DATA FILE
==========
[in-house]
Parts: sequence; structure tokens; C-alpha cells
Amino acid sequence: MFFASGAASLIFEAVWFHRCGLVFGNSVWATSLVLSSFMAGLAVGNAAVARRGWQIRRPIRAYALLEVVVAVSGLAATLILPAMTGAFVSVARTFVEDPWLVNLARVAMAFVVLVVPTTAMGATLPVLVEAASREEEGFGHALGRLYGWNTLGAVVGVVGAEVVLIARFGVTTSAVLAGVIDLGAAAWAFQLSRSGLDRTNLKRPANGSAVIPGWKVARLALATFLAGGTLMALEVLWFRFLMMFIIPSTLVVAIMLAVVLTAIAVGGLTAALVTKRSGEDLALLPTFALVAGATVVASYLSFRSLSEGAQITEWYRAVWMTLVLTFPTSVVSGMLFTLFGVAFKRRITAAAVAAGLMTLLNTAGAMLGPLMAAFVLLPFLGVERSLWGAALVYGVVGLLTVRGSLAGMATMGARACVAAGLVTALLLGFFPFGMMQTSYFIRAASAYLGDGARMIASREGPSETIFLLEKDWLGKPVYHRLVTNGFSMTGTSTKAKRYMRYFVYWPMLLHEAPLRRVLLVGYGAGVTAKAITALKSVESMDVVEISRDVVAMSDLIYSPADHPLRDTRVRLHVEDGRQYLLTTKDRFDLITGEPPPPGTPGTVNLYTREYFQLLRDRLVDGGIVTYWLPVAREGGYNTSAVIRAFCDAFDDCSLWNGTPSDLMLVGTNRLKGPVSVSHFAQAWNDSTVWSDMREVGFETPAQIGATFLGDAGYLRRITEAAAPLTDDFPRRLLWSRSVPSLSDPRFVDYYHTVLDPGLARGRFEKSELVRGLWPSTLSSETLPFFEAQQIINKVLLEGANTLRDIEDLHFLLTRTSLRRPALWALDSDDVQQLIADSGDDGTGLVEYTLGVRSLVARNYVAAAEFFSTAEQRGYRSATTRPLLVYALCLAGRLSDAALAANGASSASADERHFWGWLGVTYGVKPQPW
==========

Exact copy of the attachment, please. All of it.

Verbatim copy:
[in-house]
Parts: sequence; structure tokens; C-alpha cells
Amino acid sequence: MFFASGAASLIFEAVWFHRCGLVFGNSVWATSLVLSSFMAGLAVGNAAVARRGWQIRRPIRAYALLEVVVAVSGLAATLILPAMTGAFVSVARTFVEDPWLVNLARVAMAFVVLVVPTTAMGATLPVLVEAASREEEGFGHALGRLYGWNTLGAVVGVVGAEVVLIARFGVTTSAVLAGVIDLGAAAWAFQLSRSGLDRTNLKRPANGSAVIPGWKVARLALATFLAGGTLMALEVLWFRFLMMFIIPSTLVVAIMLAVVLTAIAVGGLTAALVTKRSGEDLALLPTFALVAGATVVASYLSFRSLSEGAQITEWYRAVWMTLVLTFPTSVVSGMLFTLFGVAFKRRITAAAVAAGLMTLLNTAGAMLGPLMAAFVLLPFLGVERSLWGAALVYGVVGLLTVRGSLAGMATMGARACVAAGLVTALLLGFFPFGMMQTSYFIRAASAYLGDGARMIASREGPSETIFLLEKDWLGKPVYHRLVTNGFSMTGTSTKAKRYMRYFVYWPMLLHEAPLRRVLLVGYGAGVTAKAITALKSVESMDVVEISRDVVAMSDLIYSPADHPLRDTRVRLHVEDGRQYLLTTKDRFDLITGEPPPPGTPGTVNLYTREYFQLLRDRLVDGGIVTYWLPVAREGGYNTSAVIRAFCDAFDDCSLWNGTPSDLMLVGTNRLKGPVSVSHFAQAWNDSTVWSDMREVGFETPAQIGATFLGDAGYLRRITEAAAPLTDDFPRRLLWSRSVPSLSDPRFVDYYHTVLDPGLARGRFEKSELVRGLWPSTLSSETLPFFEAQQIINKVLLEGANTLRDIEDLHFLLTRTSLRRPALWALDSDDVQQLIADSGDDGTGLVEYTLGVRSLVARNYVAAAEFFSTAEQRGYRSATTRPLLVYALCLAGRLSDAALAANGASSASADERHFWGWLGVTYGVKPQPW